A native of New Jersey, Darrell Aruanno comes from an area traditionally stout in high school wrestling. Having dedicated much of his time in recent years to the local mat scene, Aruanno would like to see Carroll County wrestling moving in that same direction.
A Carroll County high school varsity assistant coach from 2014-2016, Aruanno spends much of his time in his second home of Carroll County working with Carroll County Wrestling through the Carroll County Recreation Department. It is there, between Kindergarten and eighth grade, where champions are born.
“The regular season is in the winter, but we do a spring session and then a fall session. If you want to advance in wrestling, you really have to do pre- and post-season wrestling. You just do the high school winter season, you will do alright, but you aren’t going to see any state champions out of that program or people who move up in a state tournament,” Aruanno said. “I am from New Jersey and we have another level to our wrestling. We have two twins in high school and both went to the state championship, one won it last year, ranked number one in the country. It is just amazing to see it. These two are twins so they are built-in wrestling partners. Their father was a wrestler and started them at four years old. This is what happens. That is the kind of dedication and commitment you have to have.”
Of course, that can be hard to see for a four- or five-year-old just starting who is still a decade away from high school. But that is what Carroll County Wrestling is shooting for, as it now holds practices three days a week – Tuesday, Thursday, and Friday – unless there is an upcoming tournament, in which case practices are cut back to twice a week.
Aruanno can see some of those traits in some of the young wrestlers in the program, but more interest is needed. He said 13 wrestlers showed up for the team’s most recent event, but 15-20 would be a more optimal number. The program already has a good core of young wrestlers in Josiah “Turbo Diesel” Cummins, James “The Beast” Worrell and “King” Richard Kaufman.
Cummins started wrestling at the age of four, and even now, at seven, he often goes up against older and much bigger kids as he weighs roughly 40 pounds. That hasn’t stopped Cummings from going 14-0 in Carroll County’s last four tournaments.
“Josiah is a fiery little guy when he gets out on the mat. He can be shy and cheesy and he is one of the smallest kids we have got. And he will get discouraged, even though he has a great record,” Aruanno said. “When he wrestles these much bigger, older kids, I have to pull him aside and say, ‘Josiah, how old are you?’ And he will say, ‘Seven.’ And then I will say, ‘How old is he?’ And he will say ‘10.’ And I will say, ‘How much do you weigh?’ And he will say ‘45 pounds.’ And I will have to ask how much the other kid weighs and usually it is 60 or 70 pounds. And when I do that, he understands.”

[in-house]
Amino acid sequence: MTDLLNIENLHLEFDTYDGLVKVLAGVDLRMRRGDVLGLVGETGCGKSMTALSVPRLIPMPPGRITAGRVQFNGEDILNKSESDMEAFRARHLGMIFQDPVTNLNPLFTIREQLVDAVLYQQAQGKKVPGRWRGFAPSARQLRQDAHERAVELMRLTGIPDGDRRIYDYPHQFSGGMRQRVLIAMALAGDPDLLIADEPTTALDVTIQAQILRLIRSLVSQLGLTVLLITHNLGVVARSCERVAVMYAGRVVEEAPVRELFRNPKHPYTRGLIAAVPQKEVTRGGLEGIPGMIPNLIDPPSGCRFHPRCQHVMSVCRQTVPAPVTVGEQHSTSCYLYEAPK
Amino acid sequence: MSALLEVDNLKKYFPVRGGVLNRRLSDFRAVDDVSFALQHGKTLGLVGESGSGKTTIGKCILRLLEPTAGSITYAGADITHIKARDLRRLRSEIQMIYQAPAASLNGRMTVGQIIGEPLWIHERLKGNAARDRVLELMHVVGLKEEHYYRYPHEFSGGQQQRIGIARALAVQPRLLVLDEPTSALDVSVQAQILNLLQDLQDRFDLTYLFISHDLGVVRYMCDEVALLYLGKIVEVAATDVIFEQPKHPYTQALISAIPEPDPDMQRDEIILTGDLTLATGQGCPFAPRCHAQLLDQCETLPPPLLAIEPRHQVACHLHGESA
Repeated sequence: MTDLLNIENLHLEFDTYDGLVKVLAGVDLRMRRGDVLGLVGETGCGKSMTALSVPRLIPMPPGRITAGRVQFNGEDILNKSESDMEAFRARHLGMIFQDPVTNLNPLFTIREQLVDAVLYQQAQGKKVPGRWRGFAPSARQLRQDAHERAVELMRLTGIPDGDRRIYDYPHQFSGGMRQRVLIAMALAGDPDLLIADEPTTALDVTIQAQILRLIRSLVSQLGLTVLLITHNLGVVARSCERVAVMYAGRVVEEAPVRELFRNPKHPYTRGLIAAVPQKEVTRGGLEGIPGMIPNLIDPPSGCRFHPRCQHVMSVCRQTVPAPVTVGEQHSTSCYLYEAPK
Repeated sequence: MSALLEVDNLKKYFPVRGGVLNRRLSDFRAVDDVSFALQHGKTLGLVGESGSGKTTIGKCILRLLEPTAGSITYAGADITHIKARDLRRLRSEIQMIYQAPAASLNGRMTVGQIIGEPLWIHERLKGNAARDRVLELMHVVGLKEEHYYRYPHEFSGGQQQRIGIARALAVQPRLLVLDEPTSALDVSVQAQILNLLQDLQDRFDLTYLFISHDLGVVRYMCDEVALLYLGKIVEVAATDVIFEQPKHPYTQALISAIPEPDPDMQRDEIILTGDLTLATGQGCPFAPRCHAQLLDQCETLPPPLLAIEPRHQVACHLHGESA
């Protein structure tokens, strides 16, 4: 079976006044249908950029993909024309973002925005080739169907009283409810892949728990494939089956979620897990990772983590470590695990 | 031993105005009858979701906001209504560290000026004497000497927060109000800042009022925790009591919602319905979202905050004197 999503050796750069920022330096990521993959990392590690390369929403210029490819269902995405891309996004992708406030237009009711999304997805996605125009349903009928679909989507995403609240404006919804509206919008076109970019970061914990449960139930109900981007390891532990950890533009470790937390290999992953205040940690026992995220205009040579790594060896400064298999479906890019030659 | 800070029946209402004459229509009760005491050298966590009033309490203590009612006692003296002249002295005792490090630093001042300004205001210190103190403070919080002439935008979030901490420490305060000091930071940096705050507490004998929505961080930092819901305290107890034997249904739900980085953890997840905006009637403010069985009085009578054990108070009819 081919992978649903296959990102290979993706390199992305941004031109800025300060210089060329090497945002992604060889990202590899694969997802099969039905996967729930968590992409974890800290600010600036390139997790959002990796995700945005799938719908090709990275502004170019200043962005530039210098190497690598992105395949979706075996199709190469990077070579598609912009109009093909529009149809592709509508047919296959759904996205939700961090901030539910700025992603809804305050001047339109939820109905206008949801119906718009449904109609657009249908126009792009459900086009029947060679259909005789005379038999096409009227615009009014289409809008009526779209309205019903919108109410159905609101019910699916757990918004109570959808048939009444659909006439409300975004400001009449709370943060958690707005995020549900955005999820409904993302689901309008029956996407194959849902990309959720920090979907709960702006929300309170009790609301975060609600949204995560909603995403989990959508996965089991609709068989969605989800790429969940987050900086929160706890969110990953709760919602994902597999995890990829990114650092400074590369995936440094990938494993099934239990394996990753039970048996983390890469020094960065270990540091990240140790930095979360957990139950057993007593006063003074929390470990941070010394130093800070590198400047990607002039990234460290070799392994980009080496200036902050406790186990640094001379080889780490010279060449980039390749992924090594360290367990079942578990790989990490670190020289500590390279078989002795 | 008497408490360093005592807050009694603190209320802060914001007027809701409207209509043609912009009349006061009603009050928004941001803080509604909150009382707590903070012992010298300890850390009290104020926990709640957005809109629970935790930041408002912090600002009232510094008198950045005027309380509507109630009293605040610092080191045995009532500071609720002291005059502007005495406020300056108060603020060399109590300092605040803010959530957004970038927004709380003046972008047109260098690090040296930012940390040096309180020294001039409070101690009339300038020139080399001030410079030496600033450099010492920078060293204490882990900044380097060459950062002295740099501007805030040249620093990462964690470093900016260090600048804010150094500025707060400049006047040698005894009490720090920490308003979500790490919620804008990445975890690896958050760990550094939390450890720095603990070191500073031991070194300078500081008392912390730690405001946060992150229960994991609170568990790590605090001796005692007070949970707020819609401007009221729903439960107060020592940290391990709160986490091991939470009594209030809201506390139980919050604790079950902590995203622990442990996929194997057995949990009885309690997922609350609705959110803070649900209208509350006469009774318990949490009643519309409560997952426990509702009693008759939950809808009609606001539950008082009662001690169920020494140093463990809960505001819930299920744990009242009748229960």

Cummins’ father, Jeremy, is an assistant wrestling coach and he helped get Josiah started in wrestling at the age of four. Josiah’s older brother also wrestles, which helps, too.
“We are especially proud of Josiah because 14-0 is a big accomplishment. At the same time, all the kids are out there working hard,” Aruanno said. “They are out there day in and day out working hard in every practice and they are all good kids. It has been a pleasure and honor to be able to work with them.”
But more kids like Josiah are needed, Aruanno said. The winter season starts November 1 and he said he would just like to get kids to come out and try it and see if wrestling is something that might interest them. If they found out that is the case, then they can sign up. If not, that is fine, too.
Aruanno has played “every sport known to man,” from football, ice hockey, and wrestling to cricket in London. But wrestling is a little different, and one of the best sports in building character and finding out what you are made of.
“Wrestling is special. There are no excuses. It is just you. Especially as kids you tend to deflect, but you learn quickly that you can’t do that in wrestling,” he said. “Everybody is watching and you are out there by yourself with an opponent. You learn a lot about yourself and you have to push yourself, too.”
Anyone interested in the Carroll County Wrestling program is asked to check out the group’s Facebook page (Carroll County Wrestling) or call Aruanno at (609) 315-2664.
Allen Worrell can be reached at (276) 779-4062 or on Twitter@AWorrellTCN